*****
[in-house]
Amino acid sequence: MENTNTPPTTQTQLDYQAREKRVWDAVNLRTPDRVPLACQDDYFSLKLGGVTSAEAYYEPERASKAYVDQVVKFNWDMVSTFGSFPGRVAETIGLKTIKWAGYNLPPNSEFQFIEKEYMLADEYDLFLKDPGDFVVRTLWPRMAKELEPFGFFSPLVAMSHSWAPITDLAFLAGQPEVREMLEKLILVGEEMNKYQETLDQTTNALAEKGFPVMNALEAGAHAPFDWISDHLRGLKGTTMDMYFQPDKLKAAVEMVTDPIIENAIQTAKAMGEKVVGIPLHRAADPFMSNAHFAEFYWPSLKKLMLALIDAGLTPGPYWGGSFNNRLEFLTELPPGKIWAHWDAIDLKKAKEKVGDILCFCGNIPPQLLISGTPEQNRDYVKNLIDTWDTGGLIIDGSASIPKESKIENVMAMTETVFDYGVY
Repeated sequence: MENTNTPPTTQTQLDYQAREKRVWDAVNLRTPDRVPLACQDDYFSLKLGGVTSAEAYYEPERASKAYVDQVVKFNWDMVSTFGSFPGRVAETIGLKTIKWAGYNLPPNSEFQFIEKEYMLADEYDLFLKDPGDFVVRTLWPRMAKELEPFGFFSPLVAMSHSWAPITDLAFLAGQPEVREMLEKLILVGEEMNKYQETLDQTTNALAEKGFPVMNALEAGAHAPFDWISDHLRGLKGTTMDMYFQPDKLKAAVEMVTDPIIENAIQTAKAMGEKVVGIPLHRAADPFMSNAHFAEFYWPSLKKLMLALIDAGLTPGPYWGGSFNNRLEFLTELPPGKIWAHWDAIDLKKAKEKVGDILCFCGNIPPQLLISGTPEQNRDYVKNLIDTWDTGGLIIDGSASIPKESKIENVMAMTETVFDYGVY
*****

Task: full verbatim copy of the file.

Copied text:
[in-house]
Amino acid sequence: MENTNTPPTTQTQLDYQAREKRVWDAVNLRTPDRVPLACQDDYFSLKLGGVTSAEAYYEPERASKAYVDQVVKFNWDMVSTFGSFPGRVAETIGLKTIKWAGYNLPPNSEFQFIEKEYMLADEYDLFLKDPGDFVVRTLWPRMAKELEPFGFFSPLVAMSHSWAPITDLAFLAGQPEVREMLEKLILVGEEMNKYQETLDQTTNALAEKGFPVMNALEAGAHAPFDWISDHLRGLKGTTMDMYFQPDKLKAAVEMVTDPIIENAIQTAKAMGEKVVGIPLHRAADPFMSNAHFAEFYWPSLKKLMLALIDAGLTPGPYWGGSFNNRLEFLTELPPGKIWAHWDAIDLKKAKEKVGDILCFCGNIPPQLLISGTPEQNRDYVKNLIDTWDTGGLIIDGSASIPKESKIENVMAMTETVFDYGVY
Repeated sequence: MENTNTPPTTQTQLDYQAREKRVWDAVNLRTPDRVPLACQDDYFSLKLGGVTSAEAYYEPERASKAYVDQVVKFNWDMVSTFGSFPGRVAETIGLKTIKWAGYNLPPNSEFQFIEKEYMLADEYDLFLKDPGDFVVRTLWPRMAKELEPFGFFSPLVAMSHSWAPITDLAFLAGQPEVREMLEKLILVGEEMNKYQETLDQTTNALAEKGFPVMNALEAGAHAPFDWISDHLRGLKGTTMDMYFQPDKLKAAVEMVTDPIIENAIQTAKAMGEKVVGIPLHRAADPFMSNAHFAEFYWPSLKKLMLALIDAGLTPGPYWGGSFNNRLEFLTELPPGKIWAHWDAIDLKKAKEKVGDILCFCGNIPPQLLISGTPEQNRDYVKNLIDTWDTGGLIIDGSASIPKESKIENVMAMTETVFDYGVY